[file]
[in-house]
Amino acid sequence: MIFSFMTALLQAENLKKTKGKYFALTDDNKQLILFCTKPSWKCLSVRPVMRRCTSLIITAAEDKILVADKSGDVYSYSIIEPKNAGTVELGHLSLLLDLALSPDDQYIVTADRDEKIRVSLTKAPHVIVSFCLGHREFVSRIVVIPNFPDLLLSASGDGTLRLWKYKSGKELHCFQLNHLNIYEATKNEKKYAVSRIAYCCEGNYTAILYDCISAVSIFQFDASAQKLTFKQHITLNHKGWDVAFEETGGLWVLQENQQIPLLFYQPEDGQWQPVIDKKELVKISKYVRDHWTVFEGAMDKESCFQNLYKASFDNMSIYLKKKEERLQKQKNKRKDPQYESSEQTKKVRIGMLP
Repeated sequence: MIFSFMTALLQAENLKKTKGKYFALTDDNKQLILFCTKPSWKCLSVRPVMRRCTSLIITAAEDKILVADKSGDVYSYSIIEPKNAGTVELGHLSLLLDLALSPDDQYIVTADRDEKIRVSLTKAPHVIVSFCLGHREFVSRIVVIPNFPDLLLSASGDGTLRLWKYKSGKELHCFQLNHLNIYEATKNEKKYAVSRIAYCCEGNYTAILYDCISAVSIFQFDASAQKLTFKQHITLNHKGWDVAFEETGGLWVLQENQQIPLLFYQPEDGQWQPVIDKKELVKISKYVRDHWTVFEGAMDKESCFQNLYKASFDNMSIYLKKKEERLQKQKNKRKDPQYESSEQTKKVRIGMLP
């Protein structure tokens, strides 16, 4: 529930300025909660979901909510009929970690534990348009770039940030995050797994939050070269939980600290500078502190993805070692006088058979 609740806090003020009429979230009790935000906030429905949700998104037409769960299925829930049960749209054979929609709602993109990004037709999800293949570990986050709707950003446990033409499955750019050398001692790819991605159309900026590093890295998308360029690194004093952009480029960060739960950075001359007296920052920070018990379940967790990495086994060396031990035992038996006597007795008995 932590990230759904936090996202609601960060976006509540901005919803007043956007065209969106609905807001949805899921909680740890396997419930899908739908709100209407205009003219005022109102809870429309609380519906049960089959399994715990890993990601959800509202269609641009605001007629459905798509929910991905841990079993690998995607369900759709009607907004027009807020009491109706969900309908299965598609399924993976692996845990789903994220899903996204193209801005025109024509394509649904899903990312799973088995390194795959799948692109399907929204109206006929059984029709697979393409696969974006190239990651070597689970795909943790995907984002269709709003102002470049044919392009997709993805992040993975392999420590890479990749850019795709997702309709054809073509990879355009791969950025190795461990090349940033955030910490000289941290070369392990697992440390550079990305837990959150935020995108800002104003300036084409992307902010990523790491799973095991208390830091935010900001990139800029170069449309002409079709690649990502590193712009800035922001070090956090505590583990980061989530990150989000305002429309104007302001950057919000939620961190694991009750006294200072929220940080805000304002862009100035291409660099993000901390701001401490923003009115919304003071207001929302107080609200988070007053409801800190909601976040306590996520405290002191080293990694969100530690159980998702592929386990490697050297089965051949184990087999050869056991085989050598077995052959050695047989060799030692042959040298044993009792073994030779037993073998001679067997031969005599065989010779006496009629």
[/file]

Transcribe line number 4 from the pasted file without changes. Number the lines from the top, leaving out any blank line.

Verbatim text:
């Protein structure tokens, strides 16, 4: 529930300025909660979901909510009929970690534990348009770039940030995050797994939050070269939980600290500078502190993805070692006088058979 609740806090003020009429979230009790935000906030429905949700998104037409769960299925829930049960749209054979929609709602993109990004037709999800293949570990986050709707950003446990033409499955750019050398001692790819991605159309900026590093890295998308360029690194004093952009480029960060739960950075001359007296920052920070018990379940967790990495086994060396031990035992038996006597007795008995 932590990230759904936090996202609601960060976006509540901005919803007043956007065209969106609905807001949805899921909680740890396997419930899908739908709100209407205009003219005022109102809870429309609380519906049960089959399994715990890993990601959800509202269609641009605001007629459905798509929910991905841990079993690998995607369900759709009607907004027009807020009491109706969900309908299965598609399924993976692996845990789903994220899903996204193209801005025109024509394509649904899903990312799973088995390194795959799948692109399907929204109206006929059984029709697979393409696969974006190239990651070597689970795909943790995907984002269709709003102002470049044919392009997709993805992040993975392999420590890479990749850019795709997702309709054809073509990879355009791969950025190795461990090349940033955030910490000289941290070369392990697992440390550079990305837990959150935020995108800002104003300036084409992307902010990523790491799973095991208390830091935010900001990139800029170069449309002409079709690649990502590193712009800035922001070090956090505590583990980061989530990150989000305002429309104007302001950057919000939620961190694991009750006294200072929220940080805000304002862009100035291409660099993000901390701001401490923003009115919304003071207001929302107080609200988070007053409801800190909601976040306590996520405290002191080293990694969100530690159980998702592929386990490697050297089965051949184990087999050869056991085989050598077995052959050695047989060799030692042959040298044993009792073994030779037993073998001679067997031969005599065989010779006496009629």